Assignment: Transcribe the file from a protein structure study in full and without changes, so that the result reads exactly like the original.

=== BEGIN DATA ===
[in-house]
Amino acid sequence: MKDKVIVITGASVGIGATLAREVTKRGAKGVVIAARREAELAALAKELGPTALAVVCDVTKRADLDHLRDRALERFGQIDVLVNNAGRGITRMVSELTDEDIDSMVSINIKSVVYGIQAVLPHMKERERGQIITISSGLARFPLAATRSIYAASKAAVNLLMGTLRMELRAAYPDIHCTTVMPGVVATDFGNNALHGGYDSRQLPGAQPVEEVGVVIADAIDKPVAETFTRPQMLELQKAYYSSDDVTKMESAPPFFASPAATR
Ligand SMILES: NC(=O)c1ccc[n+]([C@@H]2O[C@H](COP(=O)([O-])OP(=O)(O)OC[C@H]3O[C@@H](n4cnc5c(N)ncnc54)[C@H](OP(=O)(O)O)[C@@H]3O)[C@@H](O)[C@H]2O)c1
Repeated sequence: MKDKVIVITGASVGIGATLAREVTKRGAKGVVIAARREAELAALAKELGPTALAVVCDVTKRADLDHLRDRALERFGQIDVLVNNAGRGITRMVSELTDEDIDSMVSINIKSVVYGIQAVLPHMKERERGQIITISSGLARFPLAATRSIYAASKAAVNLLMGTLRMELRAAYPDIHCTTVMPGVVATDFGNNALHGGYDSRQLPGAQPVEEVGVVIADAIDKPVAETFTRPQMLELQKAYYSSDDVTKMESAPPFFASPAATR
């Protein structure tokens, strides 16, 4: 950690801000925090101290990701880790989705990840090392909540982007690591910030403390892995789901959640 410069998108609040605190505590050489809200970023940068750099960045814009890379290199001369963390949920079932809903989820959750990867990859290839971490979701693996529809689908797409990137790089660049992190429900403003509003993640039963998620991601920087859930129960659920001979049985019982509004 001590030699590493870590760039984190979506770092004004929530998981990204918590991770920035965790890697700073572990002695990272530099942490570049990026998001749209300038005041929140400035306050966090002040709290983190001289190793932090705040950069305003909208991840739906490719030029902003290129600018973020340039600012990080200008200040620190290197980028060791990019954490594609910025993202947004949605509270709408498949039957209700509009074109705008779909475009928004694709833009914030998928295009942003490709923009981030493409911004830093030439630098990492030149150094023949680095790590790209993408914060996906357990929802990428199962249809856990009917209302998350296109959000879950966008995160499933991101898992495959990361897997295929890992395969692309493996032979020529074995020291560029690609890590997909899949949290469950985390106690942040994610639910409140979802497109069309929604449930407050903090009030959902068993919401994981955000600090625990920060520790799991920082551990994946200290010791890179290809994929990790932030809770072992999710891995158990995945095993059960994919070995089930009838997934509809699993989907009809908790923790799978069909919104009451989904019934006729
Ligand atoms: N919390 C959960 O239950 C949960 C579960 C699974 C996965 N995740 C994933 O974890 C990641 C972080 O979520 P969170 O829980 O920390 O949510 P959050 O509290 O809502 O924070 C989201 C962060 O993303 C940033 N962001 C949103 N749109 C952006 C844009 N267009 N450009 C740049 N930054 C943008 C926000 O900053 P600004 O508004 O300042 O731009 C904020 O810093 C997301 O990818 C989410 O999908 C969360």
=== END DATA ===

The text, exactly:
[in-house]
Amino acid sequence: MKDKVIVITGASVGIGATLAREVTKRGAKGVVIAARREAELAALAKELGPTALAVVCDVTKRADLDHLRDRALERFGQIDVLVNNAGRGITRMVSELTDEDIDSMVSINIKSVVYGIQAVLPHMKERERGQIITISSGLARFPLAATRSIYAASKAAVNLLMGTLRMELRAAYPDIHCTTVMPGVVATDFGNNALHGGYDSRQLPGAQPVEEVGVVIADAIDKPVAETFTRPQMLELQKAYYSSDDVTKMESAPPFFASPAATR
Ligand SMILES: NC(=O)c1ccc[n+]([C@@H]2O[C@H](COP(=O)([O-])OP(=O)(O)OC[C@H]3O[C@@H](n4cnc5c(N)ncnc54)[C@H](OP(=O)(O)O)[C@@H]3O)[C@@H](O)[C@H]2O)c1
Repeated sequence: MKDKVIVITGASVGIGATLAREVTKRGAKGVVIAARREAELAALAKELGPTALAVVCDVTKRADLDHLRDRALERFGQIDVLVNNAGRGITRMVSELTDEDIDSMVSINIKSVVYGIQAVLPHMKERERGQIITISSGLARFPLAATRSIYAASKAAVNLLMGTLRMELRAAYPDIHCTTVMPGVVATDFGNNALHGGYDSRQLPGAQPVEEVGVVIADAIDKPVAETFTRPQMLELQKAYYSSDDVTKMESAPPFFASPAATR
């Protein structure tokens, strides 16, 4: 950690801000925090101290990701880790989705990840090392909540982007690591910030403390892995789901959640 410069998108609040605190505590050489809200970023940068750099960045814009890379290199001369963390949920079932809903989820959750990867990859290839971490979701693996529809689908797409990137790089660049992190429900403003509003993640039963998620991601920087859930129960659920001979049985019982509004 001590030699590493870590760039984190979506770092004004929530998981990204918590991770920035965790890697700073572990002695990272530099942490570049990026998001749209300038005041929140400035306050966090002040709290983190001289190793932090705040950069305003909208991840739906490719030029902003290129600018973020340039600012990080200008200040620190290197980028060791990019954490594609910025993202947004949605509270709408498949039957209700509009074109705008779909475009928004694709833009914030998928295009942003490709923009981030493409911004830093030439630098990492030149150094023949680095790590790209993408914060996906357990929802990428199962249809856990009917209302998350296109959000879950966008995160499933991101898992495959990361897997295929890992395969692309493996032979020529074995020291560029690609890590997909899949949290469950985390106690942040994610639910409140979802497109069309929604449930407050903090009030959902068993919401994981955000600090625990920060520790799991920082551990994946200290010791890179290809994929990790932030809770072992999710891995158990995945095993059960994919070995089930009838997934509809699993989907009809908790923790799978069909919104009451989904019934006729
Ligand atoms: N919390 C959960 O239950 C949960 C579960 C699974 C996965 N995740 C994933 O974890 C990641 C972080 O979520 P969170 O829980 O920390 O949510 P959050 O509290 O809502 O924070 C989201 C962060 O993303 C940033 N962001 C949103 N749109 C952006 C844009 N267009 N450009 C740049 N930054 C943008 C926000 O900053 P600004 O508004 O300042 O731009 C904020 O810093 C997301 O990818 C989410 O999908 C969360």